9/9 – “WARRIOR” (Lionsgate – Gavin O’Connor – Action/Drama)
What Is It: Director Gavin O’Connor delivers a punchy Irish melodrama with this story of family and fightin’ (sounds pretty Irish, no?), as Tom Conlon (Tom Hardy), a high school teacher and former boxer, is trained to get back in the ring by his alcoholic father (Nick Nolte). And wouldn’t you know it — his opponent in a big mixed martial arts tournament ends up being his own brother, Brendan (Joel Edgerton). Jennifer Morrison plays what appears to be the only female in this story’s universe.
Why We Care: No other sport lends itself to serving as a backdrop for a good screaming/crying/hugging family drama quite like boxing. “Warrior” definitely isn’t a new story — we’ve seen many variations of it over the years, from “Rocky” to “The Champ” to “Raging Bull” to last year’s excellent “The Fighter.” But when this type of story is done well (and it often is), there’s nothing quite like it — nothing can get your blood pumping quite like a good boxing movie. “Warrior” definitely looks to be another entry in the “good” category; the casting of Nolte as a drunken Irish trainer is inspired, and the two stars, Tom Hardy and Joel Edgerton, are both about half a millimeter from complete and total movie stardom — this might be the film that makes them both Hollywood heavyweights. Director Gavin O’Connor’s last film, “Pride and Glory,” was nothing if not passionate and, rather admirably, completely and unapologetically earnest — expect the same treatment here.
9/16 – “STRAW DOGS” (ScreenGems – Rod Lurie – Crime Thriller)
What Is It: “Superman Returns” couple James Marsden and Kate Bosworth reunite for this sweaty Southern gothic in which a Hollywood screenwriter and his trophy wife move to her Dixie hometown, where they’re promptly terrorized by her hunky thug of an ex-boyfriend (Alexander Skarsgard) and his gang of redneck ne’er-do-wells. A remake of the now-classic 1971 thriller starring Dustin Hoffman and directed by Sam Peckinpah, which was based on the book “The Siege at Trencher’s Farm” by Gordon Williams.
Why We Care: Because it’s certainly been a while since we’ve had a sweaty Southern gothic! The original “Straw Dogs” was a harrowing tale about a meek pacifist driven to arguably psychotic levels of bloody retribution when violent men invade his home (and wife) — it’s the kind of movie that made your stomach turn, as only Sam Peckinpah could do. They just don’t make ’em like that any more, but this remake doesn’t seem like it’s trying to compete with its classic predecessor on any level, apparently content to deliver what looks like a well-made revenge flick that’s heavy on the sticky, dangerous atmosphere. This is a perfect role for James Marsden, who can pull off the crazy behind the eyes, and Kate Bosworth gets to prance around showing off her wet, scantily-clad body for the first time since “Blue Crush,” though this time in a much more sinister (and decidedly grown-up) context. And watch out for that Alexander Skarsgard fella — it’s only a matter of time before the “True Blood” vamp explodes and emerges Phoenix-like from his own ashes as a bona fide Hollywood superstar.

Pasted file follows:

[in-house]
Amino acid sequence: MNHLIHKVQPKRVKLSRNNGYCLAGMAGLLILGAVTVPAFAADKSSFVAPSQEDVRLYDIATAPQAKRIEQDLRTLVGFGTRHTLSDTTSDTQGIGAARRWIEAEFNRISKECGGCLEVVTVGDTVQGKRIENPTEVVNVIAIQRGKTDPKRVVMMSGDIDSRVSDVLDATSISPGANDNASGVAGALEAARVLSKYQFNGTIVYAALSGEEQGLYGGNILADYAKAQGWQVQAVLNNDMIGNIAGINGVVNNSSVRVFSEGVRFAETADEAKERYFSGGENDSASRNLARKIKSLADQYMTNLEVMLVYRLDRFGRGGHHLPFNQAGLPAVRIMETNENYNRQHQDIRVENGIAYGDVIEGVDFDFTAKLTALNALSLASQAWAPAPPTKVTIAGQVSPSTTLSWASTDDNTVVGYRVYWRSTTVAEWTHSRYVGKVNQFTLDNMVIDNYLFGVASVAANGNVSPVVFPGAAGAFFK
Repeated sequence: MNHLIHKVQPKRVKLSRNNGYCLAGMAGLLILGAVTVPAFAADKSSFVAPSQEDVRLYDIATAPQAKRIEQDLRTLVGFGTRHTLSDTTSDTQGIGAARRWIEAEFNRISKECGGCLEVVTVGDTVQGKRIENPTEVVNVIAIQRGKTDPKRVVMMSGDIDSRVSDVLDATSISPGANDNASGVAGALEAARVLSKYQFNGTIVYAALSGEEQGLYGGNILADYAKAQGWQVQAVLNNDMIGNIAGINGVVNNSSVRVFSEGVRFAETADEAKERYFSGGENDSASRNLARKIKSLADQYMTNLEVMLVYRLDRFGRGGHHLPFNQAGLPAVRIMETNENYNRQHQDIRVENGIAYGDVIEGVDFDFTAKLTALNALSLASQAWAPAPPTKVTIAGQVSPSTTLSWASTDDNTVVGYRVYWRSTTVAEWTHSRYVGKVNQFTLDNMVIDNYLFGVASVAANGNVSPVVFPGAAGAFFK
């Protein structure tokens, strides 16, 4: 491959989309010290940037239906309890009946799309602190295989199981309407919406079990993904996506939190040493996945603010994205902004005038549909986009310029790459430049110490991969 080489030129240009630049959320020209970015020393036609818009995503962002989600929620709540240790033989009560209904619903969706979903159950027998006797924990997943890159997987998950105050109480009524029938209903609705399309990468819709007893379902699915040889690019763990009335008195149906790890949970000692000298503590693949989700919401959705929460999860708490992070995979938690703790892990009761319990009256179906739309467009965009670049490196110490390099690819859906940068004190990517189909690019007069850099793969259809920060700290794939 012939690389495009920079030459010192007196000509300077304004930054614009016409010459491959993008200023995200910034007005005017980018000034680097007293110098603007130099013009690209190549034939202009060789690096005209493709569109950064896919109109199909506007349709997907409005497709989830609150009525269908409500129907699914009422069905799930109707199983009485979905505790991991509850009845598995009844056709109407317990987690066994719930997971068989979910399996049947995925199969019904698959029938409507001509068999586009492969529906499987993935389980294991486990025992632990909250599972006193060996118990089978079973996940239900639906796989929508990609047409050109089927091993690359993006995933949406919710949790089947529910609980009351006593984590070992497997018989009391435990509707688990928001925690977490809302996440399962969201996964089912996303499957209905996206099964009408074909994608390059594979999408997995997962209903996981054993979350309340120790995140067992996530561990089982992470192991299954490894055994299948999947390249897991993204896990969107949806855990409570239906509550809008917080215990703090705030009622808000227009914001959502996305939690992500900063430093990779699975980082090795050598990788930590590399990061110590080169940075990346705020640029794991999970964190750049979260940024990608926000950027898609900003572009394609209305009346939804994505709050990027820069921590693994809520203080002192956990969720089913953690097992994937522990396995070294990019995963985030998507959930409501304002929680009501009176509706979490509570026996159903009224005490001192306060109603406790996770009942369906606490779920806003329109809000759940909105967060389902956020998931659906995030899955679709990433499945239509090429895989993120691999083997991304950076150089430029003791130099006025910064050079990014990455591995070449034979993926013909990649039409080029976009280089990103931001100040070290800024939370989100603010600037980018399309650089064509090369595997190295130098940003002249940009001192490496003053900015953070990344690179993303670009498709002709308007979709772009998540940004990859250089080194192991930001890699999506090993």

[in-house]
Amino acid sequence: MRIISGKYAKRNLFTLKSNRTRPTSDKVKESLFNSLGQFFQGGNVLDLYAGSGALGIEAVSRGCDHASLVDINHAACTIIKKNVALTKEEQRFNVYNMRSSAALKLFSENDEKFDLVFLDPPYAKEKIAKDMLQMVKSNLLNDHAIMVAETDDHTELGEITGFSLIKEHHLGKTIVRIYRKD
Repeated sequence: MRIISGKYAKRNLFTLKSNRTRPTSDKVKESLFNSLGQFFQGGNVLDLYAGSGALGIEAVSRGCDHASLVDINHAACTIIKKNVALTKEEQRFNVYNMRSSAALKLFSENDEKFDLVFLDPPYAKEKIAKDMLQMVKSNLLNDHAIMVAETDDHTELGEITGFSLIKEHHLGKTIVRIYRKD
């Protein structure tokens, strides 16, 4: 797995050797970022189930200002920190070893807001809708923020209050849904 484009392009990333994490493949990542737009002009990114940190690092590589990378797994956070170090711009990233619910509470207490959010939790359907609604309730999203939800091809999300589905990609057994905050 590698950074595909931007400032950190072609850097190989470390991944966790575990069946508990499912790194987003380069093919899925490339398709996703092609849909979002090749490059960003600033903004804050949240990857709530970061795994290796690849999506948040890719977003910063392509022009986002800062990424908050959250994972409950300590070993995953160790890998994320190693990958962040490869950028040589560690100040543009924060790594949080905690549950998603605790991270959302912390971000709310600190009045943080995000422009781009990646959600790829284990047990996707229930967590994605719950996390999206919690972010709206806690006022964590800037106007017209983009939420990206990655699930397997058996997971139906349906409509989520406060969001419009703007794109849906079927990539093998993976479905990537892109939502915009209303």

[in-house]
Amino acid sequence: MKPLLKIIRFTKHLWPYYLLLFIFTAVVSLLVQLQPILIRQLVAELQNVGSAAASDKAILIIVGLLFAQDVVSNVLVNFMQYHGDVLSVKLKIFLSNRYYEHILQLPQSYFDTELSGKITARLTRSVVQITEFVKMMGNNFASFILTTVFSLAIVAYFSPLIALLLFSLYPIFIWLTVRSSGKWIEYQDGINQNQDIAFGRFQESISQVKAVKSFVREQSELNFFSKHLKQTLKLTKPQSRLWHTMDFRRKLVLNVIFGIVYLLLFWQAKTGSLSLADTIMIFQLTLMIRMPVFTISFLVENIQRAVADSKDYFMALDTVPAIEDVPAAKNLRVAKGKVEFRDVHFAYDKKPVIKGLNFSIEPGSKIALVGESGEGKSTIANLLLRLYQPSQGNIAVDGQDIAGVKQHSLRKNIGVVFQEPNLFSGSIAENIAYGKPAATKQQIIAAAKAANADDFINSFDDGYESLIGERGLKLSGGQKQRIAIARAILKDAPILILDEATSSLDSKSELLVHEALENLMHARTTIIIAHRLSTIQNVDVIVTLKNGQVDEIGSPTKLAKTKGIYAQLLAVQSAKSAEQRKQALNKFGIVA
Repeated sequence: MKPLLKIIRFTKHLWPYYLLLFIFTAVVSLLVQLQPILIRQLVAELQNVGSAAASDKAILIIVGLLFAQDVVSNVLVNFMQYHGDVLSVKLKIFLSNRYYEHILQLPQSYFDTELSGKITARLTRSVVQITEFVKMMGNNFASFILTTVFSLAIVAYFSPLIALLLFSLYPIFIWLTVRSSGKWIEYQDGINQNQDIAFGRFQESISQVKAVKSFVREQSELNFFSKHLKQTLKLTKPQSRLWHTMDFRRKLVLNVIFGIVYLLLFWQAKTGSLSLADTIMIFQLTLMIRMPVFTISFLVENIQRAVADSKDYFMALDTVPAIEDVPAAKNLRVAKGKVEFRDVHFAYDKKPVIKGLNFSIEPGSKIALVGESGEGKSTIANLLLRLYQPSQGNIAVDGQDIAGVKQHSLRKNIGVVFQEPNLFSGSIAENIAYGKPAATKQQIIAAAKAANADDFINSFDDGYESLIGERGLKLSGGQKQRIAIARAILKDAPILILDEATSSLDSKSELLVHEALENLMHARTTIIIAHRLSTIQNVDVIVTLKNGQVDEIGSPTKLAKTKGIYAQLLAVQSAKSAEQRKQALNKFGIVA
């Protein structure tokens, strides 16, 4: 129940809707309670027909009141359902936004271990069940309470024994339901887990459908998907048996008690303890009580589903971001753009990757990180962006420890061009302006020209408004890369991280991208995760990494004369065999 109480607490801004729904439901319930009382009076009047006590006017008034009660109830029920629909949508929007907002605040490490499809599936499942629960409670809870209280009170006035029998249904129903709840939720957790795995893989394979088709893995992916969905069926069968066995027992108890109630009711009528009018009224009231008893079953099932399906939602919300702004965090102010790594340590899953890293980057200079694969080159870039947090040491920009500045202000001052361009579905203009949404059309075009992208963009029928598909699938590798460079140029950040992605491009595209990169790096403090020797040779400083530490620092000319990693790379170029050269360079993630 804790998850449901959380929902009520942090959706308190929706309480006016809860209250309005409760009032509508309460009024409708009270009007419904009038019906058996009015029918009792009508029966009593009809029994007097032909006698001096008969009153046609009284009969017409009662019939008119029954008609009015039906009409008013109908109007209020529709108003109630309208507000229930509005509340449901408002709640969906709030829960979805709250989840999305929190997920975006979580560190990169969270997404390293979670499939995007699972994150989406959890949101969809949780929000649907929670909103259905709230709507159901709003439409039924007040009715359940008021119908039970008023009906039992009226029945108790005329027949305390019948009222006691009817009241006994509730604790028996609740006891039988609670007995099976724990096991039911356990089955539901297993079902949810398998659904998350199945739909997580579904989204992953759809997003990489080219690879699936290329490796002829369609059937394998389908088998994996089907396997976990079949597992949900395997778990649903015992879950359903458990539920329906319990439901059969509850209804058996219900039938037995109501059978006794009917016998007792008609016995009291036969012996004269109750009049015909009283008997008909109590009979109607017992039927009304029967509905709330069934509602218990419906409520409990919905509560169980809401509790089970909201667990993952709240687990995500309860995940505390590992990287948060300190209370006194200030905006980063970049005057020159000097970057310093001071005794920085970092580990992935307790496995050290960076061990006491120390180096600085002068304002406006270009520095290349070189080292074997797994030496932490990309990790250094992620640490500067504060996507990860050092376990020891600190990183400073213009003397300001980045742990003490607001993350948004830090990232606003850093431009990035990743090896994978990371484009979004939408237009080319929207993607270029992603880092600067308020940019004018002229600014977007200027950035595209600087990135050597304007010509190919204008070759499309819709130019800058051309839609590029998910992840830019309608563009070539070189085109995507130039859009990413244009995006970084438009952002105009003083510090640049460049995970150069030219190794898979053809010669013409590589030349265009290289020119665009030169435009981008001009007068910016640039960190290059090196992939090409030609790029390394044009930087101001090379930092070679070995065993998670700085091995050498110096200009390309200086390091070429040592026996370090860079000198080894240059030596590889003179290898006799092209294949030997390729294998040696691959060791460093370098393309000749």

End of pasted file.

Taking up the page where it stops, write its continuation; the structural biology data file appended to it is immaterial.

9/16 – “RESTLESS” (Sony Classics – Gus Van Sant – Drama)
What Is It: Gus Van Sant’s oh so quirky melodrama chronicles the romance between a terminally ill cutie (Mia Wasikowska) and a weirdo who likes to attend funerals (Henry Hopper) whose best friend is the ghost of a WWII kamikaze pilot (Ryo Kase). No, we didn’t suddenly timewarp back to the ’90s; this bizarro indie flick was actually made in the past year — and if it doesn’t make you tear up at least once, you’re a sad, cold-hearted bastard who doesn’t believe in love (or ghosts).
Why We Care: Gus Van Sant could vomit on the sidewalk and exclaim “Hey, look at this!” and we’d probably at least nod and “appreciate” it. Few directors have been more idiosyncratic than he; he’ll try everything and anything without fear (or concern that it will make either sense or money) and yet all of his work is distinctly and recognizably his. It’s a good thing we love Van Sant so much, ’cause “Restless” (horrible title, that) looks like it’s going to require a lot of that love if we’re going to get through it without going into sugar shock. However, as ridiculous (way ridiculous) and obnoxiously sentimental as it looks, it’s also got Mia Wasikowska in its corner (or front and center, rather), which definitely goes a long way — and, through thick and thin, we believe in Gus, even when he tries to give us reasons not to.